NEW YORK — The Met Breuer is going to keep doing sprawling, themed spectacles that pander, thrill and provoke until it gets them right.
Its second attempt at this broadly appealing exhibition type, “Like Life: Sculpture, Color and the Body (1300-Now),” is miles better than its predecessor.
“Unfinished: Thoughts Left Visible,” which inaugurated the Metropolitan Museum of Art takeover of the Whitney Museum’s Marcel Breuer landmark two years ago. Despite its many glittering loans, that show seemed to say, “What are we all doing here?” Its second floor, a flameout of recent art, was in particular a curatorial cry for help.
“Like Life,” though, is mostly stunning, magnetically so. How could it not be? It’s all about the human body and face — the most transparently accessible, frequently depicted subjects in the history of Western art — and the human desire to wrest both into lifelike three dimensions, from the classical Greeks to Degas to Robert Gober.
The show presents around 120 mostly realistic figurative sculptures, religious personages, manikins, artist’s dummies, anatomical models, dolls and automatons, including a brand-new one from the Polish-born artist Goshka Macuga that natters on about the state of the world for 38 minutes with quotations from Shakespeare and “Bladerunner.”
As before, the exhibition takes up two floors and is even more intently ahistorical than its predecessor, mixing old and new from beginning to end. It is certainly more coherent. And it’s unavoidably timely; issues of race, gender and identity are built in, as are the imminent threat, or promise, of robots and replicants.
In addition, this time the Met’s design staff has triumphed over the Breuer’s recalcitrant galleries. Filmy white curtains often substitute for walls, filtering light and mixing the silhouettes of sculptures and viewers in fleeting tableaus.The show is spaciously arranged with thought and elegance, and full of engrossing groupings and pairings. Jeff Koons’s immense, overexposed porcelain “Michael Jackson and Bubbles” benefits from its juxtaposition with an 18th-century Meissen set-piece “The Judgement of Paris.” The most touching duo may be Augustus Saint-Gaudens’s memorial marble portrait bust of Louise Adele Gould beside the painted wax version her grieving husband also commissioned: softer material and color collude to hauntingly lifelike effect.)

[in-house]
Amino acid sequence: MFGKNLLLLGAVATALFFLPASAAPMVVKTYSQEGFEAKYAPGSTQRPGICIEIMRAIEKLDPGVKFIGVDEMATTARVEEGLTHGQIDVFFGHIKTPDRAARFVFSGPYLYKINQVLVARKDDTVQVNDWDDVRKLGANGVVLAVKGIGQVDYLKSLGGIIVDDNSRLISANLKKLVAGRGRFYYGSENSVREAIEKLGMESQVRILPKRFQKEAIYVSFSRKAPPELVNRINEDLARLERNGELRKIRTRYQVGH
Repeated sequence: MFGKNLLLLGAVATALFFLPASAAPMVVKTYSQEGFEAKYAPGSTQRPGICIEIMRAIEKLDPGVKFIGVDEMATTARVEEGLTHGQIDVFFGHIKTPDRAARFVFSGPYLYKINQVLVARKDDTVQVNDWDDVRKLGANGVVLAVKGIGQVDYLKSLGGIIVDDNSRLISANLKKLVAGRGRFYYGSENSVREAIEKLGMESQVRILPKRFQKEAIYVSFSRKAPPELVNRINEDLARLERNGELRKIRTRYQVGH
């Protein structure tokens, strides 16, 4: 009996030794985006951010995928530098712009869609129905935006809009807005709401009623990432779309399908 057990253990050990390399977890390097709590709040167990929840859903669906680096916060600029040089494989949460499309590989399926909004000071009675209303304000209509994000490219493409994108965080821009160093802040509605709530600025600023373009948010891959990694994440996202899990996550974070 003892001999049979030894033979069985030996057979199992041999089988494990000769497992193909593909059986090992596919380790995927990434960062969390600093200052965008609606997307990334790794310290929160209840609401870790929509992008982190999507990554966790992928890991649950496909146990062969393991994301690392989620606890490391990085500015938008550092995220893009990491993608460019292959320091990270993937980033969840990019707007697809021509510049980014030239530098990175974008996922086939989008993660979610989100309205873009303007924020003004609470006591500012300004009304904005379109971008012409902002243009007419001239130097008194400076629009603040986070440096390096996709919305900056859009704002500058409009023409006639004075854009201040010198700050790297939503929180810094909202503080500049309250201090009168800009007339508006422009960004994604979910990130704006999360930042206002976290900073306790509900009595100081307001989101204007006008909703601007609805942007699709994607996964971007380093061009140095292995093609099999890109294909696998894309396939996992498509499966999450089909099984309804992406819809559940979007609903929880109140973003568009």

“Like Life” is awash with flabbergasting loans and encounters. Topping the list is the grandfatherly effigy of the influential British philosopher and reformer Jeremy Bentham — incorporating his skeleton. It is arguably the best-known object here, made, in accordance with his will, so that Bentham, who died in 1832, could sit forever in the halls of the University College London, where he taught; this is the first time it has left them. There’s an exquisitely beautiful “Sleeping Beauty” from Madame Tussauds in London, an 1989 update of an 18th-century original that inhales and exhales convincingly, save for a little mechanical hiss.
One of the most ravishing figures may have been intended for purely medical uses: Alphonse Lami’s 1857 flayed or écorché figure. A life-size man leaning into his shovel so spare and graceful he might be dancing; its blood-red musculature and tendons glow like stained and burnished wood but are actually painted plaster.
In other words: welcome to the dollhouse, the morgue, the cabinet of curiosities, the surgical amphitheater, the last days of Christ (and the French monarchy); the circus, the sideshow, the travails of Christian martyrs and the Greek Golden Age as resurrected by the Romans, the Renaissance and Neo-Classicism. Although it sometimes turns a bit monotonous, and, by the end, morbid, the show gives evidence of Western art’s not entirely healthy obsession with realism, as well as the resurgence of sculpture in recent decades.
Many pieces will radically expand your sense of an artist’s sensibility or achievement. Antonio Canova’s half-size treatment of the legendary Greek pugilist Creugas shows this ultrarefined artist crosshatching and tinting plaster until it looks like gently roughened wood, and it’s dazzling. I was stopped in my tracks by Nancy Grossman’s monumental “Male Figure” of 1971, a three-quarter musclebound body in bondage — black leather corset, multiple zippers and belts. Its curves are reminiscent of Michelangelo’s “Slave,” or Mae West. Unfortunately for selfie takers, the piece is not allowed to be photographed.